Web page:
Menopause in Depth

Lesson 1

My name is Dr. Gregory Davies and I'm an obstetrician gynecologist. I'm certified both in Canada and the United States and for the last 23 years I've been a professor of obstetrics and gynecology at Queen's University and I'm also the owner of Avantia Medical Imaging and Restorative Health in Ottawa.

In our first video, we're going to be talking about menopause; when it happens, how it affects your body, the symptoms that you might have related to menopause, and some symptoms that you might have that you don't even know that they're related to menopause.

Pre-menopause? Post-menopause? What's the difference?

There are some terms that get thrown around related to menopause such as pre-menopause, post-menopause, peri-menopause, so let me help explain what those terms mean. Menopause is the definition of when you've stopped having periods for at least 12 months. However, before that happens, pre-menopause, many women will experience changes in the regularity of their periods.

So instead of having a period every month, it's now two months or three months or then two months close together and then three months apart. And so it can change a lot specifically, and commonly, in women's forties.

The peri-menopause is that time before and initially after menopause where we have some changes in the regularity of periods, then the periods stop. And then shortly thereafter women will start having some of those common symptoms associated with menopause, such as hot flashes. Many times the cessation of periods as well as the initiation of hot flashes is the clue to women that in fact they've now entered menopause.

Post-menopause is that time in the remainder of a woman's life, after they've stopped having periods, and they have begun having the symptoms of menopause.

What is menopause, exactly?

So menopause is a normal change in a woman's life. The average age of menopause is approximately 51 years old. And that's when the reproductive years stop. Up until that time, women are having menses with their menstrual period comes ovulation during that cycle when they could become pregnant. But it is the body's natural change that at approximately around the age of 50, 51 that women are no longer reproductive. And so their periods stop and the ovulation stops and their chance of getting pregnant goes to zero.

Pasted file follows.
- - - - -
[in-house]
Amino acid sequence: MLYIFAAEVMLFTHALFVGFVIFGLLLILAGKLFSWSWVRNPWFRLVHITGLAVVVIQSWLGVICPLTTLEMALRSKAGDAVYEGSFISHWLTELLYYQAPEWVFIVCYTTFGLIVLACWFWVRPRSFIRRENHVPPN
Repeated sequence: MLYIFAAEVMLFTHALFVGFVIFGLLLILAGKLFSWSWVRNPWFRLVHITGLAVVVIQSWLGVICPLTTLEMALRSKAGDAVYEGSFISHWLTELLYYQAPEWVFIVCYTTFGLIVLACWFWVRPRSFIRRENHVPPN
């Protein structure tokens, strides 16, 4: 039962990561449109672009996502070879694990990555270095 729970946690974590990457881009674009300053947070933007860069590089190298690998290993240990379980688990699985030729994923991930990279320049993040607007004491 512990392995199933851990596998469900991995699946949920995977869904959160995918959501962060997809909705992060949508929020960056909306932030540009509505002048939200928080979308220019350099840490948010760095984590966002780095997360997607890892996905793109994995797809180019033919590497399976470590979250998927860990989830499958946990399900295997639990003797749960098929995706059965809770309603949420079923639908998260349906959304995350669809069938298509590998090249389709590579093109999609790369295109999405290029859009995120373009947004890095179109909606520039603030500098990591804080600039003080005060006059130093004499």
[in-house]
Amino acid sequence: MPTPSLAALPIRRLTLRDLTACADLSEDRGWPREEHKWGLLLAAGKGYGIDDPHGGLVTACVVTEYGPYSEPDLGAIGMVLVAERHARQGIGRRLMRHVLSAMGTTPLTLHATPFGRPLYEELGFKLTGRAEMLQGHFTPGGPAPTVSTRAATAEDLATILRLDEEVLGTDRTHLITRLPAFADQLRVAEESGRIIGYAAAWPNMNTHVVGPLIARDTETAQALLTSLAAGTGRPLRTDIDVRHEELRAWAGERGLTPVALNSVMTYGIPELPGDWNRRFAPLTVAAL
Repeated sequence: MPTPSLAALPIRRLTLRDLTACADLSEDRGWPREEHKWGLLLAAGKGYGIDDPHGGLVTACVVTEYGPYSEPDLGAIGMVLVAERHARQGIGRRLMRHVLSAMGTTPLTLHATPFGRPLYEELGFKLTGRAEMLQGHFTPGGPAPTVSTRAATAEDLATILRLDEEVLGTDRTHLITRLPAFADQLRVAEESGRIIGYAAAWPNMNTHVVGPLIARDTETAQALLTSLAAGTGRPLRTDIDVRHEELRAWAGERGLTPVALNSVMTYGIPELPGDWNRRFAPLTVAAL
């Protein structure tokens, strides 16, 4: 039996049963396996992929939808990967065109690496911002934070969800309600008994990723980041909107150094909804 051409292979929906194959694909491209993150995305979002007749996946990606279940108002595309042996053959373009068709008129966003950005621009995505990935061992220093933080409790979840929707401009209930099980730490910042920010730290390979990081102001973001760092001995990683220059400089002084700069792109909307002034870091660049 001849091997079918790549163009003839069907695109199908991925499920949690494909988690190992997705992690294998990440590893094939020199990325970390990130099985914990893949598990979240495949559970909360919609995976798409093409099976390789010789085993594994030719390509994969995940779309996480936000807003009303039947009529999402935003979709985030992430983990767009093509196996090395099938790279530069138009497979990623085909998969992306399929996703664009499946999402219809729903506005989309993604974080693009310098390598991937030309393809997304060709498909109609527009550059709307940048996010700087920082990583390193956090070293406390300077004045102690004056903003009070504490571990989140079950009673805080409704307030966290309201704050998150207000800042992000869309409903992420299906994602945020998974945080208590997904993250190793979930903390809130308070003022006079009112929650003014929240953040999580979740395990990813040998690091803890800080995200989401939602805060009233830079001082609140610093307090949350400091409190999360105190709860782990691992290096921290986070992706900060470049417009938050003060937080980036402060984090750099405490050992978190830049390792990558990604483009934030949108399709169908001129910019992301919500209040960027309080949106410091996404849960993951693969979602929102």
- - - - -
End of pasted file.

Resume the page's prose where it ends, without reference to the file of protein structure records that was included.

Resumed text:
Is medically induced menopause the same as natural menopause?

Some women will need to have their ovaries removed as a treatment for a medical condition. For example, breast cancer. So these are commonly younger women say in their thirties or forties when their ovaries removed, they will go through the same symptoms of menopause such as hot flashes or dry vagina that a woman who goes through menopause naturally will have, just like the women who are naturally going through menopause at 50, 51, 52 those women who are younger and have their ovaries removed, will have the same symptoms.

What changes are happening to my body during menopause?

The major change that's happening inside your body when you go through menopause is that part of your brain that sends the signal to your ovaries to produce estrogen, stops sending that signal. And so the ovaries are no longer producing estrogen and it's that significant lack of estrogen production that leads to the symptoms of menopause.

Is menopause preventable or can it be slowed down?

There's no way to slow the onset of menopause, but there are some treatments to treat the symptoms of menopause. For certain, one doesn't need to put up with the symptoms of menopause. They are easily treated. Taking estrogens, whether it's by mouth or by patch or using a vaginal cream or suppository, are ways of replacing the estrogen that your body was producing naturally.

What are hot flashes and what do they feel like?

When a woman is experiencing a hot flash, they'll get a dramatic sense of warmth inside their body. They may have sweating, they may need to remove their sweater, even if they're in a cold room and it can last for not just minutes, but half an hour or even longer and go away for short period of time, but then come back and women can get a series of waves of hot flashes that can be really disturbing, both physically and emotionally.